Players are part of another economy however that is removed from much of these problems. It's transparent, reactionary, uniform across the clubs and blind to anything that goes on off-field: it's fantasy sports.

A brief primer for NRL Supercoach: armchair players have a salary cap from which they must select a squad of 25 NRL players. At the start of the year they are priced as a function of their average score from the previous season. Players score by performing positive feats on the field in real matches: tries, hit-ups, tackles, offloads, etc. They are penalised for negative feats on the field: errors, missed tackles, penalties, etc. At the completion of each round their $-value varies by virtue of their performance: armchair players can buy and sell players with respect to this value. The players who perform the most positive feats on the field (be it from making a heap of tackles and/or scoring a bunch of tries) become the most expensive - and arguably the most relevant to an actual game's result.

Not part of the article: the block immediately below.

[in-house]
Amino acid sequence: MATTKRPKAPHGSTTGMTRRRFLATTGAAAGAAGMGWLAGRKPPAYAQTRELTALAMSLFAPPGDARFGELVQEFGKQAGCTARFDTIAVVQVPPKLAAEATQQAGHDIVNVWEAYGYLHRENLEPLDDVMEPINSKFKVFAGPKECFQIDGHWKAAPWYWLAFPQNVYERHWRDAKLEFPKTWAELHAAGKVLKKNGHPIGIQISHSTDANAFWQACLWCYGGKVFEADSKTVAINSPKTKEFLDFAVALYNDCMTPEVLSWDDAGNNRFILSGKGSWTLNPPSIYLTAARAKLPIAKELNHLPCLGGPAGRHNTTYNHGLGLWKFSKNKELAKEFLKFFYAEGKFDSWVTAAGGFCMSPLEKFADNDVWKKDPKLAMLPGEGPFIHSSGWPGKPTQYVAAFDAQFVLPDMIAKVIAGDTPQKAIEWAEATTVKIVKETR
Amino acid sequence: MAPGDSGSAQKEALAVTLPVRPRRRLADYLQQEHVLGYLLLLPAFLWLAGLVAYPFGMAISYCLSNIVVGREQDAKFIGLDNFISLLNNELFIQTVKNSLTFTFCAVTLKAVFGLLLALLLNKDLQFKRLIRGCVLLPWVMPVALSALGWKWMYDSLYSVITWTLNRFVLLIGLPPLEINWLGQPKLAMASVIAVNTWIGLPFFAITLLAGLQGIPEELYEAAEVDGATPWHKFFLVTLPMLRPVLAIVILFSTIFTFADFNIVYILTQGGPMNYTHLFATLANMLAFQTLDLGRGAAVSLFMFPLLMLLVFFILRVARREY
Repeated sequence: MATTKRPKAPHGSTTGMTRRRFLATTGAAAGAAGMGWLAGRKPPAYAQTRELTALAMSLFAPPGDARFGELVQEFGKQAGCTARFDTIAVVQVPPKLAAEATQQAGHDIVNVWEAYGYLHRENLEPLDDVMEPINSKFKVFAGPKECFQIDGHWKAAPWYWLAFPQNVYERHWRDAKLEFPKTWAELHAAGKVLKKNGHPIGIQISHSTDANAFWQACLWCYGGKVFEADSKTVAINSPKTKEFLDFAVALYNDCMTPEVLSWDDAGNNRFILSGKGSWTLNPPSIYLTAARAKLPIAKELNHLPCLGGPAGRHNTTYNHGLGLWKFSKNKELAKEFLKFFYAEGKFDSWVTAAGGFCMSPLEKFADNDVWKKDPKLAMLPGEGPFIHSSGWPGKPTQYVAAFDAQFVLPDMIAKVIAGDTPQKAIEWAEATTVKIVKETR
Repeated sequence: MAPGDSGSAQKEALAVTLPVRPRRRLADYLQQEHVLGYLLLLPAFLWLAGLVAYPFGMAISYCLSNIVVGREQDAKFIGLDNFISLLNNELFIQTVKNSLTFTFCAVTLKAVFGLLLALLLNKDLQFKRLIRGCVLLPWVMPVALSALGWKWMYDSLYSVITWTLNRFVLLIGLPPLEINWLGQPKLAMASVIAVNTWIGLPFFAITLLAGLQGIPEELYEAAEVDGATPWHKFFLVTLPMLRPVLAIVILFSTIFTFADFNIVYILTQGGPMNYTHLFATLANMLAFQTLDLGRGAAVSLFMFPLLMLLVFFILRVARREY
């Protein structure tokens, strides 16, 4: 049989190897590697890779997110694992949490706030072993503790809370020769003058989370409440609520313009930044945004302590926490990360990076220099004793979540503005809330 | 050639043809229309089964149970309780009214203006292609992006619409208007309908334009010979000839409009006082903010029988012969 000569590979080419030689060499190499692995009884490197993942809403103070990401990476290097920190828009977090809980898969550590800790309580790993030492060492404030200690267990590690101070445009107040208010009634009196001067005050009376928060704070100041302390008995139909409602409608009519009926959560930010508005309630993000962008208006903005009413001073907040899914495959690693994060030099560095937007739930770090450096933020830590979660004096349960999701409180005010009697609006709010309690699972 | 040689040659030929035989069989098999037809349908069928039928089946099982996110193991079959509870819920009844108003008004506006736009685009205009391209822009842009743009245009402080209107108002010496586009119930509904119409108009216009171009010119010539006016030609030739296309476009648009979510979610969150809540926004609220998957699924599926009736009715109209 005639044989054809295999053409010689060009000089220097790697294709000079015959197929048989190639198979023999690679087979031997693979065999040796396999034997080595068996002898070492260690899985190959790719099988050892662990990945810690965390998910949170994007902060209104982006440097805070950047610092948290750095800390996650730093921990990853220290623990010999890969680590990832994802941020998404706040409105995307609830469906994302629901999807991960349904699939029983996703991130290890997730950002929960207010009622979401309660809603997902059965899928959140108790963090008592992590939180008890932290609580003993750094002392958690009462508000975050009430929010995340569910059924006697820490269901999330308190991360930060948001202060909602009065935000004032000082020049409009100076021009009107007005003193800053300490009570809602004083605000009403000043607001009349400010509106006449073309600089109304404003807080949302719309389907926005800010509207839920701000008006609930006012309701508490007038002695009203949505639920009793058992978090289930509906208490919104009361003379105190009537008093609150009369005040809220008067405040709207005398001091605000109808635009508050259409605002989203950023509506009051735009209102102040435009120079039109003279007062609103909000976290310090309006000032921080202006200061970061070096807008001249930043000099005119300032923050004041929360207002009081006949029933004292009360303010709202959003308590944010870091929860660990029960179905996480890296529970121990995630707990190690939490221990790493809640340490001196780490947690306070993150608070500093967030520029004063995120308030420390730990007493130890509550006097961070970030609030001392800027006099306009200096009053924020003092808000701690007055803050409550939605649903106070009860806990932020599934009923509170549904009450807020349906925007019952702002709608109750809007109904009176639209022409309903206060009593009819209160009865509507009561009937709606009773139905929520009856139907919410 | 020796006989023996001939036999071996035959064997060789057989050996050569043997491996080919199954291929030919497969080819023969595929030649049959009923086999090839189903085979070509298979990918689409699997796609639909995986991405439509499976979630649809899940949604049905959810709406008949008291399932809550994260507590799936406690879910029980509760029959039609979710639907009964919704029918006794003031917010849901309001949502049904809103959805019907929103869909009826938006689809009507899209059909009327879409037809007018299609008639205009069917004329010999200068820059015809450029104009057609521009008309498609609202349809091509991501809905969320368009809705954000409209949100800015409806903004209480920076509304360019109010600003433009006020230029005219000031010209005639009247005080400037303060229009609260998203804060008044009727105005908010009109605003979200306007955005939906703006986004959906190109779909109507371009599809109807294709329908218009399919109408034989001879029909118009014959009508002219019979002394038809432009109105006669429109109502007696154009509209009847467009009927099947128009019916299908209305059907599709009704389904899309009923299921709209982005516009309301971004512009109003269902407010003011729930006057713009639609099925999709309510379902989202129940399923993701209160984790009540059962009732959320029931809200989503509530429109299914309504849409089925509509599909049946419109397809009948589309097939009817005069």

With this information we can look at a past match, study the teamlist and say it was achieved by a team worth $2.5mil. In the upcoming round, if the star player earning $500,000 a season is replaced by a rookie (at $100,000), we might expect a team to perform in the order of 2.1/2.5 * the rating indicated by the previous result (i.e. upcoming team value divided by past result team value).

It seems like a pretty good solution - ignoring the variation that can come from mid-game injuries, the coach's whims regarding bench time, sin-binning or a change in role when switching clubs (all of which can only be accounted for in retrospect).